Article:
10 Causes of Dogs Foaming at the Mouth

10 Causes of Dogs Foaming at the Mouth
10-causes-of-dogs-foam-at-the-mouth
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Why do dogs foam at the mouth?

The causes of dogs foaming at the mouth can be several. Because some of the underlying causes can be life-threatening, it is important to first emphasize the potential severity of the problem and seek the help of a veterinarian for proper diagnosis and treatment.

If you suspect that your dog has been poisoned or ingested something toxic, consider that every second counts.

For immediate assistance, take your dog to the nearest veterinary clinic. There are emergency vet clinics that are open 24/7, even on holidays, with vets always on hand.

Keep these numbers handy

If you live in a remote area, there are also poison control centers that you can reach by phone 24/7/365.

  • For example, you can contact the poisoned pet hotline at 855-764-7661. There is a $75 incident fee, so please have your credit card handy.
  • The ASPCA Animal Poison Control Center can be reached at 888-426-4435. A consultation fee may also apply.

Whether you call or see the vet, be sure to have your dog’s weight, the product you suspect he ingested, and any packaging ready to provide detailed information.

Do not induce vomiting without first contacting a veterinarian or the pet poison help line. Various harmful toxins absolutely must not be expelled through the feeding tube and mouth a second time!

Although ingesting something toxic can cause dogs to foam at the mouth, there are other less worrisome causes.

In this article, veterinarian Dr. Ivana Crnec shares several potential causes of foaming at the mouth in dogs.

10 causes of foam in the mouth of dogs

As mentioned, there are several reasons why dogs foam at the mouth. Some of them are relatively benign and easy to resolve, while others are more serious and require proper veterinary management.

Here is a brief overview of the top ten causes of foaming at the mouth and their possible solutions.

1. Normal drooling

We are not saying that drooling and foaming are the same thing, but they are closely related and should be viewed as a whole.

This is because the foam is a consequence of drool (it is formed when the drool comes into contact with air).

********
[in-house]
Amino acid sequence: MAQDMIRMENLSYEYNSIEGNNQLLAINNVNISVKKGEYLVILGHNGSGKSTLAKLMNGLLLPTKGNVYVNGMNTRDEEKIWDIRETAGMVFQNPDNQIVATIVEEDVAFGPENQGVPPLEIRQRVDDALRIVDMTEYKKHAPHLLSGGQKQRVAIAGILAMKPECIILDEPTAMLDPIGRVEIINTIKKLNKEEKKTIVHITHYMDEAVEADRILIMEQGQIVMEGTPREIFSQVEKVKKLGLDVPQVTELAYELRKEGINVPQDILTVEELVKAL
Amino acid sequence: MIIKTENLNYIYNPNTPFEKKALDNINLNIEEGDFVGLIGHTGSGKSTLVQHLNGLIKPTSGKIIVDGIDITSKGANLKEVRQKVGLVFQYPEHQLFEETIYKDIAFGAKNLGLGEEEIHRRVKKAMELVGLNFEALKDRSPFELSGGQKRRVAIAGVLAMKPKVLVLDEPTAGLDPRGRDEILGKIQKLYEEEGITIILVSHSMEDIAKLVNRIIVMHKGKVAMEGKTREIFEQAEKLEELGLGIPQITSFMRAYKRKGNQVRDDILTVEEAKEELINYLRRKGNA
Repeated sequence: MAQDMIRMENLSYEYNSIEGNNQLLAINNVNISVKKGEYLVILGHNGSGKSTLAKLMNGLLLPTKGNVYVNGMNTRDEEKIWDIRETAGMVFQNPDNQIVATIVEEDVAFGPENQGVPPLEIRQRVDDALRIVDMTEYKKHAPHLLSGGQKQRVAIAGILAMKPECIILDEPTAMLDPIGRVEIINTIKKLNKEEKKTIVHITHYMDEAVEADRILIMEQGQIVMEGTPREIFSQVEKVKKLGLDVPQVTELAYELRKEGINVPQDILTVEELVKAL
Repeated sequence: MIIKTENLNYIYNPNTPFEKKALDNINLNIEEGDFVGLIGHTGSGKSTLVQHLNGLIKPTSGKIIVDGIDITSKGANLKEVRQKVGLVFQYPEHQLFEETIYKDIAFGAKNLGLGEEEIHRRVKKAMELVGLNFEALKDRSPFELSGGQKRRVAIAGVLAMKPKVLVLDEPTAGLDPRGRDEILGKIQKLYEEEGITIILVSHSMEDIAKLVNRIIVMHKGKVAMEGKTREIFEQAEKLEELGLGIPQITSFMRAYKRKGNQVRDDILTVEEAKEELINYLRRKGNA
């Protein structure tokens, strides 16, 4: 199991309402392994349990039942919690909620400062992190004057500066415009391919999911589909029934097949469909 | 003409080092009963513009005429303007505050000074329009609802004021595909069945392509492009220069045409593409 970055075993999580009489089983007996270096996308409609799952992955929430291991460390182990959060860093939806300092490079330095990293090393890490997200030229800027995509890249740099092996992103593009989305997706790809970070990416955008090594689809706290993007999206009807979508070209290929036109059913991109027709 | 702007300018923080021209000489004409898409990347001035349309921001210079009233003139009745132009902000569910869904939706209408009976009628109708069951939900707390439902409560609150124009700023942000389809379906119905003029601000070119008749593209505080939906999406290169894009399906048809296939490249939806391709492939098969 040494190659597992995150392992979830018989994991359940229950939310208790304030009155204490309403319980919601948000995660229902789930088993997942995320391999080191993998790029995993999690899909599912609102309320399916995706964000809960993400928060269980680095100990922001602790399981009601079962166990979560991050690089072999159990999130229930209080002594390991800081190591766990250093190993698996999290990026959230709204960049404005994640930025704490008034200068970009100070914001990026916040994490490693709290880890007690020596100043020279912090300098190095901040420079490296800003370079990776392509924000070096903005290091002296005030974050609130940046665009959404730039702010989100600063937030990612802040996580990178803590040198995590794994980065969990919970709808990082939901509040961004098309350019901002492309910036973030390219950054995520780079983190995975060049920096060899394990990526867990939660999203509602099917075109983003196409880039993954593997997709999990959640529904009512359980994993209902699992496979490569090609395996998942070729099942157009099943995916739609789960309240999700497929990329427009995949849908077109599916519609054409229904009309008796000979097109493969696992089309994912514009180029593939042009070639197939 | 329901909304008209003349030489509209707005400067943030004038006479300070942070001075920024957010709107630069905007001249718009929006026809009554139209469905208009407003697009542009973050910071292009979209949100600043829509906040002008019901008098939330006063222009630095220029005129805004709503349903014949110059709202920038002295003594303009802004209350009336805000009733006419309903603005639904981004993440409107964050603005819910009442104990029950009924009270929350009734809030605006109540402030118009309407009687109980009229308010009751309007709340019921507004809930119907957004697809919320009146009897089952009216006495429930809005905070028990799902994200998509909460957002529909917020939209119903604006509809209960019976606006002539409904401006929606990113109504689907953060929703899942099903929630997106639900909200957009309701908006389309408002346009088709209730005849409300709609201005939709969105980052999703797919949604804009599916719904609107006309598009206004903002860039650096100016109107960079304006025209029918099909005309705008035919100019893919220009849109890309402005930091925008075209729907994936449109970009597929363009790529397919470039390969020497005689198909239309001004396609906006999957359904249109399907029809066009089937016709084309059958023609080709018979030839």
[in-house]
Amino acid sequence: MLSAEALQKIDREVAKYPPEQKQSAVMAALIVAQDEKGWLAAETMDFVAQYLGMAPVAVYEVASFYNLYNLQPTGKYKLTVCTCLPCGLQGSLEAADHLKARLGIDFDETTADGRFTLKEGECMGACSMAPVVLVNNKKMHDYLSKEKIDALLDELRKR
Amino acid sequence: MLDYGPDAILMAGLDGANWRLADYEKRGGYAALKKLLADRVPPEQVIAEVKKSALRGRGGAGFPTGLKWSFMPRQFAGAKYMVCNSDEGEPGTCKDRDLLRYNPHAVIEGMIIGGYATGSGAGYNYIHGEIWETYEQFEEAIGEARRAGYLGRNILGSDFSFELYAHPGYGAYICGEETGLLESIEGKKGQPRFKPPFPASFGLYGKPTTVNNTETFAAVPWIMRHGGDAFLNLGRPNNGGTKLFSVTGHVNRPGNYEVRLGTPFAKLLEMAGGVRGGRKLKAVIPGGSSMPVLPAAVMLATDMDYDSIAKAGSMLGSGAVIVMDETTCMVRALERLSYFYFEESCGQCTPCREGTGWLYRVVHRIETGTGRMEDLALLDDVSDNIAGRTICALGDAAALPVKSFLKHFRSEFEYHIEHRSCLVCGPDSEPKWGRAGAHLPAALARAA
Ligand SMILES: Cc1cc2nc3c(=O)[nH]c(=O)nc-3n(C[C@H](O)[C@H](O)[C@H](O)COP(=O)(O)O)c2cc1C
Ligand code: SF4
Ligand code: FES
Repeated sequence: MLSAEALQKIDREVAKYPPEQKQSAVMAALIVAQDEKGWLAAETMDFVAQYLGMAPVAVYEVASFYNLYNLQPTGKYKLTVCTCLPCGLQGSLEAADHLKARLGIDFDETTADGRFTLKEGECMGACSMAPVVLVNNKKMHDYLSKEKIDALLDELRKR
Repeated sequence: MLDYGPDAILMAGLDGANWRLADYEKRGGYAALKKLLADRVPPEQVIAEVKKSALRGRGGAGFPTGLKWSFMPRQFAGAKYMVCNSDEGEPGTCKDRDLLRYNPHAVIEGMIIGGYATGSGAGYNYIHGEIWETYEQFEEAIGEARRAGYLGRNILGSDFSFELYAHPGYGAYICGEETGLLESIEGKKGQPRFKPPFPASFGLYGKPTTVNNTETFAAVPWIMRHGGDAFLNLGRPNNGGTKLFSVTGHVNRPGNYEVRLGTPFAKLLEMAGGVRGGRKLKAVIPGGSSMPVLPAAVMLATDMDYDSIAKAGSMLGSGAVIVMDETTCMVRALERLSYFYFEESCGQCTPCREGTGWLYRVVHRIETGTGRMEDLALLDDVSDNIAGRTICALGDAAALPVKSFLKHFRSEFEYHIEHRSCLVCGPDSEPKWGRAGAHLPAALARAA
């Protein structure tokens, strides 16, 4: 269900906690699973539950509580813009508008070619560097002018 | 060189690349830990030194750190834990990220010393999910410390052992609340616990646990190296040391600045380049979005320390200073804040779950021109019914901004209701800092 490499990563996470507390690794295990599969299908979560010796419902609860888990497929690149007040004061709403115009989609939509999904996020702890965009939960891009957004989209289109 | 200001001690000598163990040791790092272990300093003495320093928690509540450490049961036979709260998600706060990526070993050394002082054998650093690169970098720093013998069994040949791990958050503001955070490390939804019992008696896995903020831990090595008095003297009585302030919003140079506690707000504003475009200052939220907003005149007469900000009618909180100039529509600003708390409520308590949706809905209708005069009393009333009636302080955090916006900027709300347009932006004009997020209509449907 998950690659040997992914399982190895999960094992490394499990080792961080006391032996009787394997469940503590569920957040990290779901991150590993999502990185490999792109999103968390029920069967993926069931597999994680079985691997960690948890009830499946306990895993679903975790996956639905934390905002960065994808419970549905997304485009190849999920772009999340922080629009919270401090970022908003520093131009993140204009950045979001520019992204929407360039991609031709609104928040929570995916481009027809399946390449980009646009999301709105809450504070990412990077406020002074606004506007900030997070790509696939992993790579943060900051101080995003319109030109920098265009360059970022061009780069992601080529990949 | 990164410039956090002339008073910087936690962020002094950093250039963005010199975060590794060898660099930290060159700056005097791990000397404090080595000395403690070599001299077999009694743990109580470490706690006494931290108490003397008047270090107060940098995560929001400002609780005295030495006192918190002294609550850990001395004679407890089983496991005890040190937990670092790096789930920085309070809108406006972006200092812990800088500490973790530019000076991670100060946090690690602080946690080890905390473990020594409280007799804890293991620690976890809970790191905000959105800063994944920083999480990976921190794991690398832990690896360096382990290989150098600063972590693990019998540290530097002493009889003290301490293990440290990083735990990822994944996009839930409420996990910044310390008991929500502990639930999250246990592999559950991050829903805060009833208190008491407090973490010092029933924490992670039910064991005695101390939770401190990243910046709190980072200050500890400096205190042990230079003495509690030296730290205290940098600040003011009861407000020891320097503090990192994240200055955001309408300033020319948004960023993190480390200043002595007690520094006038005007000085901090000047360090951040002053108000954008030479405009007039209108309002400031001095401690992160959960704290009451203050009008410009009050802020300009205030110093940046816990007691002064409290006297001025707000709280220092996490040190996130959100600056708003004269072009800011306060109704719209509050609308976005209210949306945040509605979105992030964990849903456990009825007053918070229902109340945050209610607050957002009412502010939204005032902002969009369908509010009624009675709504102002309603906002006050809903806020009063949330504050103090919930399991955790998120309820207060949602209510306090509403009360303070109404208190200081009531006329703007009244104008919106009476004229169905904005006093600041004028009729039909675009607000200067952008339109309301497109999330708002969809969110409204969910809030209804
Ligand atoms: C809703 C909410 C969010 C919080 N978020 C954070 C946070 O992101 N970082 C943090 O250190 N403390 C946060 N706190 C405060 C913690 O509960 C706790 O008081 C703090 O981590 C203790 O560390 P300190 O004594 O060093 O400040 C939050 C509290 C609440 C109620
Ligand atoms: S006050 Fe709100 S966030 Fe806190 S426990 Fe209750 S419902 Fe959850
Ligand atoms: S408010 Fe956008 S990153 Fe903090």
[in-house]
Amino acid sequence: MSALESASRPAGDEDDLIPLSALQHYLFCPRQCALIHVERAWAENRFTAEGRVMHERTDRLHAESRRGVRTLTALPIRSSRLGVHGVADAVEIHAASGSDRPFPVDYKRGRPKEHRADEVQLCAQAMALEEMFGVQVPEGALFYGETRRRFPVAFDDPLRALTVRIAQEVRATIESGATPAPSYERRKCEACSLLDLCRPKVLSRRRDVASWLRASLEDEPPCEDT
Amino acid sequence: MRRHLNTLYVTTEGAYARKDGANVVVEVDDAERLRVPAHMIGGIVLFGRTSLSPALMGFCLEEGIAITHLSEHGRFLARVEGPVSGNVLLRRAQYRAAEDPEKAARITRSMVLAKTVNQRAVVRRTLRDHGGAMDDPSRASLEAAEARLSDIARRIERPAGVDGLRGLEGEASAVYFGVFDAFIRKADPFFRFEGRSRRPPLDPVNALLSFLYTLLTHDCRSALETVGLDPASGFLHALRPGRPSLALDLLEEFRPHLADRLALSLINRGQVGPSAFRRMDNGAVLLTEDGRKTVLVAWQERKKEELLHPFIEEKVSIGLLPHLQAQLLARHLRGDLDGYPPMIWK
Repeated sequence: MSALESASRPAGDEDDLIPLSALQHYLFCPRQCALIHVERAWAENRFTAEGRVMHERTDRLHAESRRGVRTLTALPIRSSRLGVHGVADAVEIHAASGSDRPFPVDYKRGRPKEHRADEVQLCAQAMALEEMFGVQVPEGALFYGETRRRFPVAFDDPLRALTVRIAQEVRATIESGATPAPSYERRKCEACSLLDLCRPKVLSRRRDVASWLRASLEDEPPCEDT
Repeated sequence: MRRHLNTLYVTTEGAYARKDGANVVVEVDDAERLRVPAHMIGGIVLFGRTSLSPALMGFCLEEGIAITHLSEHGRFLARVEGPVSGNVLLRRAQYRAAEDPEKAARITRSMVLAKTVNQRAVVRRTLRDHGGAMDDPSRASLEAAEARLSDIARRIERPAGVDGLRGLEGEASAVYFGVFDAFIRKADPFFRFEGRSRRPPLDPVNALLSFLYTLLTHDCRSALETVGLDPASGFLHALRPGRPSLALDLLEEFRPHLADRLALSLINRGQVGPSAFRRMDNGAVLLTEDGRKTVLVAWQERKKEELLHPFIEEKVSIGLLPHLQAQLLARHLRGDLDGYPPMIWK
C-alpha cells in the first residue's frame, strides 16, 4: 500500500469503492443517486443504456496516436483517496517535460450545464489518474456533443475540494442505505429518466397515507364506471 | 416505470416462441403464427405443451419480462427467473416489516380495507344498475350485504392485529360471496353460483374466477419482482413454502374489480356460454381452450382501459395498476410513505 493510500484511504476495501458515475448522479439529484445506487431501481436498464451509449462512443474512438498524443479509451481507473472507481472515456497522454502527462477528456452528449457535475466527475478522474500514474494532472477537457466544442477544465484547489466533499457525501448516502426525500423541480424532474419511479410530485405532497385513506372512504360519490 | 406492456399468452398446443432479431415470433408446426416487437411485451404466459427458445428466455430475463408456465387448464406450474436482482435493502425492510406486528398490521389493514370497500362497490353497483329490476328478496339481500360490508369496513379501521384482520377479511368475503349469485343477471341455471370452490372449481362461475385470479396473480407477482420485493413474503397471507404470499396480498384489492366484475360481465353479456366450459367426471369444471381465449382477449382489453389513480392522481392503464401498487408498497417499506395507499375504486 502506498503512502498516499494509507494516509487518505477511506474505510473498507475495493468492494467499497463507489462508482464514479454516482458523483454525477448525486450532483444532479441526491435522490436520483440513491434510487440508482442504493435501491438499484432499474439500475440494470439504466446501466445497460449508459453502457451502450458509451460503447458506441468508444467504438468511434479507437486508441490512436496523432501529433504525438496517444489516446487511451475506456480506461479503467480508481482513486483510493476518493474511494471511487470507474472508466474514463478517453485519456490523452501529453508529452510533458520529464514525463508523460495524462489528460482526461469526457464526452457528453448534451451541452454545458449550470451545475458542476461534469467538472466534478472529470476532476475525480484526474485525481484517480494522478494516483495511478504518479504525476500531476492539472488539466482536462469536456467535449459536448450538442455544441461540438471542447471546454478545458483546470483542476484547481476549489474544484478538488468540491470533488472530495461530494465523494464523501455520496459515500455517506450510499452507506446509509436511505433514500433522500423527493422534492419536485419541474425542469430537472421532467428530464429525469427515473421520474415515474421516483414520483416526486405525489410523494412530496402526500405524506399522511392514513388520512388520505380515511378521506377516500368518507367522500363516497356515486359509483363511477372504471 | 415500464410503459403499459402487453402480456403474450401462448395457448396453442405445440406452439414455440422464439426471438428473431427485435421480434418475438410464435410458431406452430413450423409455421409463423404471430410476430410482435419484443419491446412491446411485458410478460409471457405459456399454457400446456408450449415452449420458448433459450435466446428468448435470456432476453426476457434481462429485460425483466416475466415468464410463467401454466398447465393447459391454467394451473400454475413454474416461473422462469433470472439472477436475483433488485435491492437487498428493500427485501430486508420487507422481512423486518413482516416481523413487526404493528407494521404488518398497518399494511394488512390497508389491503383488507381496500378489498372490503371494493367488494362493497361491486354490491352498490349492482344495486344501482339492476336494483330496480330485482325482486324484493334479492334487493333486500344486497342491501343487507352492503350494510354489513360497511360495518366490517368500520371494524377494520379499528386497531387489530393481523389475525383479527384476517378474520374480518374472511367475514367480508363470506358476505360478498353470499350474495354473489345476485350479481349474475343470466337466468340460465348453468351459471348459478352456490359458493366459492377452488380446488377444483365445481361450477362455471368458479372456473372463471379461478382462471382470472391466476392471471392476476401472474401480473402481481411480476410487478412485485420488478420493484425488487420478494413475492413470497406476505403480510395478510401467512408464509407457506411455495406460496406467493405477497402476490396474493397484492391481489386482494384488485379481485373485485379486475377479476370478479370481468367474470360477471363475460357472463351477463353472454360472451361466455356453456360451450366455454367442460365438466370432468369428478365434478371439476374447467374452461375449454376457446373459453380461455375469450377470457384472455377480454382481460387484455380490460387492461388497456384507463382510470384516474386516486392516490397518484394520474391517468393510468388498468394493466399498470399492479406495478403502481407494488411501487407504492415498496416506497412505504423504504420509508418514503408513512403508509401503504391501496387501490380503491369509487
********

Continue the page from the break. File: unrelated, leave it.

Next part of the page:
That being said, excessive drooling is completely normal in certain breeds like Newfoundland dogs, Mastiffs, Bloodhounds, and Saint Bernards.

2. Heat stress

Heat stress and heat exhaustion are the introductory phases of heat stroke.

Certain breeds of flat-faced dogs (pugs, French and English bulldogs) are at higher risk of developing heat stress.

Keeping them in air-conditioned environments and avoiding walking during the hot hours of the day are excellent prevention options.

3. Overexertion

While some dogs are physically ready for running (hiking, swimming), others are not.

Excessive physical activity is likely to cause foaming at the mouth, especially in dogs accustomed to sedentary lifestyles. Don’t push your dog’s limits and be aware of his physical capabilities.

4. Stress and anxiety

Dogs experiencing stress will foam at the mouth due to the combination of panting, whining and barking.

First, the dog will drool excessively, and then the drool will become frothy and frothy.

The solution is simple: find the stress trigger and limit your dog’s exposure to the stressor.

5. Bad taste in the mouth

When it comes to sticking their tongues out on sketchy things, dogs have low standards. From licking dirt to oily stains to other dogs’ butts, it’s not unusual for dogs to experience a foul taste in their mouths.

In such cases, the result is obvious: foam at the mouth.

6. Oral health problems

Dogs, especially certain breeds, are plagued with dental disease, from tartar buildup to cavities and gum disease.

All dental diseases manifest with excessive drooling, which easily turns into foam at the mouth.

Taking care of your dog’s dental hygiene (brushing and peeling) is essential.

7. Nausea and vomiting

If the licking we mentioned above progresses and the dog actually ingests an inedible item, it will develop digestive upset.

Such disorders manifest with vomiting and diarrhea. However, before vomiting begins, the dog will gag and probably foam at the mouth.

8. Poisonous substances

If instead of licking inedible items, the dog licks or ingests potential toxins, it is a life-threatening situation.

There are a number of toxins that are easily found in homes and gardens. If you suspect poisoning, it is critical that you seek urgent veterinary attention.

9. Seizures

Another cause of foaming at the mouth is seizures. However, a dog with seizures will display additional signs such as tremors, spasms, panting, and agitation.

In such cases, foaming is triggered by the combination of rapid movements and the inability to swallow. Seizure management requires prescription medications.

10. Rage

The first thing that comes to mind when you imagine a dog foaming at the mouth is rabies. However, we decided to include it last because rabies is very rare in modern times.

The rabies virus attacks the dog’s nervous system and is deadly. Fortunately, regular vaccination has eradicated the disease in many parts of the world.

did you know